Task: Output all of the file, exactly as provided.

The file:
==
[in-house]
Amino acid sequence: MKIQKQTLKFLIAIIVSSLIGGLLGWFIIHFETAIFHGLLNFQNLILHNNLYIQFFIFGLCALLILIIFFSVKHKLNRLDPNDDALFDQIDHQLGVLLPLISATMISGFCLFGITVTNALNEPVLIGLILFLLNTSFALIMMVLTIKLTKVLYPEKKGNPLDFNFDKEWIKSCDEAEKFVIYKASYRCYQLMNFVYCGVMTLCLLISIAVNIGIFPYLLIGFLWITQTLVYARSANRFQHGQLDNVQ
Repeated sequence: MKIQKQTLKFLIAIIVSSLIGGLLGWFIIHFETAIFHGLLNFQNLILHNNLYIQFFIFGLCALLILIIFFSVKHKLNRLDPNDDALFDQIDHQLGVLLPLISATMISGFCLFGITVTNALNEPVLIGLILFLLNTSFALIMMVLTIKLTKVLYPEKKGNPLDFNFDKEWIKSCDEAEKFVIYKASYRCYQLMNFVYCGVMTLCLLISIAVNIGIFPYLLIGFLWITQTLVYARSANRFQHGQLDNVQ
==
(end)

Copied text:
[in-house]
Amino acid sequence: MKIQKQTLKFLIAIIVSSLIGGLLGWFIIHFETAIFHGLLNFQNLILHNNLYIQFFIFGLCALLILIIFFSVKHKLNRLDPNDDALFDQIDHQLGVLLPLISATMISGFCLFGITVTNALNEPVLIGLILFLLNTSFALIMMVLTIKLTKVLYPEKKGNPLDFNFDKEWIKSCDEAEKFVIYKASYRCYQLMNFVYCGVMTLCLLISIAVNIGIFPYLLIGFLWITQTLVYARSANRFQHGQLDNVQ
Repeated sequence: MKIQKQTLKFLIAIIVSSLIGGLLGWFIIHFETAIFHGLLNFQNLILHNNLYIQFFIFGLCALLILIIFFSVKHKLNRLDPNDDALFDQIDHQLGVLLPLISATMISGFCLFGITVTNALNEPVLIGLILFLLNTSFALIMMVLTIKLTKVLYPEKKGNPLDFNFDKEWIKSCDEAEKFVIYKASYRCYQLMNFVYCGVMTLCLLISIAVNIGIFPYLLIGFLWITQTLVYARSANRFQHGQLDNVQ